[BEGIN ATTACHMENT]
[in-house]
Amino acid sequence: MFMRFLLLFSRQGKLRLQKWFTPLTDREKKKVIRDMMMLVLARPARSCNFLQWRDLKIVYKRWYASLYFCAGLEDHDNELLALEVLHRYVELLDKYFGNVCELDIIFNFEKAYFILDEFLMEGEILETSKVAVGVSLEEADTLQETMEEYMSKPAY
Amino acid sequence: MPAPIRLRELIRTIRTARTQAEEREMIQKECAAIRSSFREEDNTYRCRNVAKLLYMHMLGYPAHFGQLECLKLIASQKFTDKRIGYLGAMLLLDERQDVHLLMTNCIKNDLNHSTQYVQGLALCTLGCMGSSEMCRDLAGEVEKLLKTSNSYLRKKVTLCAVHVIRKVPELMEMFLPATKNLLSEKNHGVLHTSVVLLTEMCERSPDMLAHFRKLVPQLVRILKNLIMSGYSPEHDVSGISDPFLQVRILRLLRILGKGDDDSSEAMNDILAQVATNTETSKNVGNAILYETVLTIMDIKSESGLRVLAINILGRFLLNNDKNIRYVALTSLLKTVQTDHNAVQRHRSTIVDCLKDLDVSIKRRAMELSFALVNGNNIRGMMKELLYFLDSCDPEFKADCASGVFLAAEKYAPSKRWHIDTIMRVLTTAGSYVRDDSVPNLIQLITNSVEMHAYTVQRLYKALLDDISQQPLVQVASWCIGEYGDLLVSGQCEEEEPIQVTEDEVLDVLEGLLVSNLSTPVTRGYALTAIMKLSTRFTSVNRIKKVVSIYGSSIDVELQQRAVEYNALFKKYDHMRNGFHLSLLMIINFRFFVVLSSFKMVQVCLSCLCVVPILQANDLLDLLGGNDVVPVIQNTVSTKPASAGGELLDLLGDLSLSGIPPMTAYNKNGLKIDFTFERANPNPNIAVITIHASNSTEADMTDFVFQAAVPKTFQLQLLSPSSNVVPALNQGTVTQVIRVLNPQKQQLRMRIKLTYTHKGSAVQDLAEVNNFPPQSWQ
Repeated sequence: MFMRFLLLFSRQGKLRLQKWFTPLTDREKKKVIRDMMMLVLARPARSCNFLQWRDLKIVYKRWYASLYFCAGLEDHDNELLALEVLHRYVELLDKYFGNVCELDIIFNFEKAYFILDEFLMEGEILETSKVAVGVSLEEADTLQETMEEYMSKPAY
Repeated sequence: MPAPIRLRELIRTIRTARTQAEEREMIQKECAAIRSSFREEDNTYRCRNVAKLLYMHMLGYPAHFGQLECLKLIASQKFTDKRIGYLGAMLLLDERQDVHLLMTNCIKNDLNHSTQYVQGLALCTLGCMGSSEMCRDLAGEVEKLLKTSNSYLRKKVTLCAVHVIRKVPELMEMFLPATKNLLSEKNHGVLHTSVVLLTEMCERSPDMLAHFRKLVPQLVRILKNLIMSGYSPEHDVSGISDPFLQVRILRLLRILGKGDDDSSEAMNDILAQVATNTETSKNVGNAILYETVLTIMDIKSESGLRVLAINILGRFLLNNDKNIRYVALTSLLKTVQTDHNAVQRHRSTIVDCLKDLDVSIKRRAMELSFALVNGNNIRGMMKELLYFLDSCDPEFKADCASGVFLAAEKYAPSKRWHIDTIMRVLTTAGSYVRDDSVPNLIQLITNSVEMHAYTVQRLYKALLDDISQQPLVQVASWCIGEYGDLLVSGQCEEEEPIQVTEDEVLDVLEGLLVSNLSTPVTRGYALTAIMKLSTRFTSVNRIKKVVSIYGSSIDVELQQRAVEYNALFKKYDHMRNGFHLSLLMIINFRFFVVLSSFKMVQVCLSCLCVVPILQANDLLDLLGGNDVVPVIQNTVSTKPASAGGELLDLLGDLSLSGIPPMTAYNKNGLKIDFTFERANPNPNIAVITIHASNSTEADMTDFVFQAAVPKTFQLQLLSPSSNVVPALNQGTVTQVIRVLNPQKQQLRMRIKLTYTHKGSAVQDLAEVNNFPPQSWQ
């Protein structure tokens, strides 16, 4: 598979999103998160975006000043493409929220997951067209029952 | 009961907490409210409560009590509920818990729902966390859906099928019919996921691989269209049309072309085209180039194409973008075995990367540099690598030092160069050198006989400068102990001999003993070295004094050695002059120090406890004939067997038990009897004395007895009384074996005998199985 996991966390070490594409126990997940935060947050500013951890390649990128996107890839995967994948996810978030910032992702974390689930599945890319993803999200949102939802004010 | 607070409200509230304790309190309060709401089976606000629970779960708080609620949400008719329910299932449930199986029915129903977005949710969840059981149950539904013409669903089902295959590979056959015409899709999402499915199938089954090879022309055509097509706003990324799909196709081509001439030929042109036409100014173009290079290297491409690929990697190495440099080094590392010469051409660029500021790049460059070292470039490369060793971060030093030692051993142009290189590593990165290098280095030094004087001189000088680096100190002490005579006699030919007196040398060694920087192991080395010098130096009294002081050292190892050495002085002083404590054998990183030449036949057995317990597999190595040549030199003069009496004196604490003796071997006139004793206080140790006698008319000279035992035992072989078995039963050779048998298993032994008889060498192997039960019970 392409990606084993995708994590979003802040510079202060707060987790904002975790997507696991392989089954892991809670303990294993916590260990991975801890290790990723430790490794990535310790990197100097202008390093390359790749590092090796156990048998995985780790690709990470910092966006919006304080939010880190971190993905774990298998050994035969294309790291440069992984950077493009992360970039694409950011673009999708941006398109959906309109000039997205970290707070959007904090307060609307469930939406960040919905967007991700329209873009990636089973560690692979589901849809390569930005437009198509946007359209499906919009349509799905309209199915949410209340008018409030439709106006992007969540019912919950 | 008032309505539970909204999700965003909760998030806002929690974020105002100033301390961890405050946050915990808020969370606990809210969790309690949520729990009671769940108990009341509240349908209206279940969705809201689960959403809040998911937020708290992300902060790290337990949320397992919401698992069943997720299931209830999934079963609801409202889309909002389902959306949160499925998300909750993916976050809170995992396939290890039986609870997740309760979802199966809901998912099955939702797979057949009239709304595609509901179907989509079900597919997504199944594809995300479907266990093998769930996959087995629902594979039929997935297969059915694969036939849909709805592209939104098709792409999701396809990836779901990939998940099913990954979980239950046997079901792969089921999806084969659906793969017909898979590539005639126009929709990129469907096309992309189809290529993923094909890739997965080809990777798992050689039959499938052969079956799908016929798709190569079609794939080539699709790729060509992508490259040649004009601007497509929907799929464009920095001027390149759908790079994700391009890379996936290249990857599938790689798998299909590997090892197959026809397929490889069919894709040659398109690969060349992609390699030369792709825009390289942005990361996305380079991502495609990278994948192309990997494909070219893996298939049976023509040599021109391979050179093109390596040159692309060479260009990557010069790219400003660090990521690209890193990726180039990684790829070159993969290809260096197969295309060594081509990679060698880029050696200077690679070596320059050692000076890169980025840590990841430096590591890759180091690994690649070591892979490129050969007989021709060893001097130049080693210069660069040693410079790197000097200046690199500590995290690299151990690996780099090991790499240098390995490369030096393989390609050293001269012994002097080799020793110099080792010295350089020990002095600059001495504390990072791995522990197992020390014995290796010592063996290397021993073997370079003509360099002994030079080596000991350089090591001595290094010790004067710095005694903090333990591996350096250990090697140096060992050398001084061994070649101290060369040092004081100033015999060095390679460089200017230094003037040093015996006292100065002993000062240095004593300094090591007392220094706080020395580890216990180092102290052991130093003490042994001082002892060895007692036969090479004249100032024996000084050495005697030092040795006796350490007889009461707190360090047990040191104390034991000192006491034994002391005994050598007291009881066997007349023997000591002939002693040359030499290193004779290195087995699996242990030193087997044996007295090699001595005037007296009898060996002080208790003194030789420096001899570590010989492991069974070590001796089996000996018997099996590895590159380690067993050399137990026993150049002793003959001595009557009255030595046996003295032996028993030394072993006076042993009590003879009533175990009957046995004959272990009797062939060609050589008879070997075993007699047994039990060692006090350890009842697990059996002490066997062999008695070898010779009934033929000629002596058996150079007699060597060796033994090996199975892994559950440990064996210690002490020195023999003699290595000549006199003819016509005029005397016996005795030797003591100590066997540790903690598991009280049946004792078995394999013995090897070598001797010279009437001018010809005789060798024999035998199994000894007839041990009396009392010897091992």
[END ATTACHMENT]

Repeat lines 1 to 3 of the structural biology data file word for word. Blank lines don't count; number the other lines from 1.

[in-house]
Amino acid sequence: MFMRFLLLFSRQGKLRLQKWFTPLTDREKKKVIRDMMMLVLARPARSCNFLQWRDLKIVYKRWYASLYFCAGLEDHDNELLALEVLHRYVELLDKYFGNVCELDIIFNFEKAYFILDEFLMEGEILETSKVAVGVSLEEADTLQETMEEYMSKPAY
Amino acid sequence: MPAPIRLRELIRTIRTARTQAEEREMIQKECAAIRSSFREEDNTYRCRNVAKLLYMHMLGYPAHFGQLECLKLIASQKFTDKRIGYLGAMLLLDERQDVHLLMTNCIKNDLNHSTQYVQGLALCTLGCMGSSEMCRDLAGEVEKLLKTSNSYLRKKVTLCAVHVIRKVPELMEMFLPATKNLLSEKNHGVLHTSVVLLTEMCERSPDMLAHFRKLVPQLVRILKNLIMSGYSPEHDVSGISDPFLQVRILRLLRILGKGDDDSSEAMNDILAQVATNTETSKNVGNAILYETVLTIMDIKSESGLRVLAINILGRFLLNNDKNIRYVALTSLLKTVQTDHNAVQRHRSTIVDCLKDLDVSIKRRAMELSFALVNGNNIRGMMKELLYFLDSCDPEFKADCASGVFLAAEKYAPSKRWHIDTIMRVLTTAGSYVRDDSVPNLIQLITNSVEMHAYTVQRLYKALLDDISQQPLVQVASWCIGEYGDLLVSGQCEEEEPIQVTEDEVLDVLEGLLVSNLSTPVTRGYALTAIMKLSTRFTSVNRIKKVVSIYGSSIDVELQQRAVEYNALFKKYDHMRNGFHLSLLMIINFRFFVVLSSFKMVQVCLSCLCVVPILQANDLLDLLGGNDVVPVIQNTVSTKPASAGGELLDLLGDLSLSGIPPMTAYNKNGLKIDFTFERANPNPNIAVITIHASNSTEADMTDFVFQAAVPKTFQLQLLSPSSNVVPALNQGTVTQVIRVLNPQKQQLRMRIKLTYTHKGSAVQDLAEVNNFPPQSWQ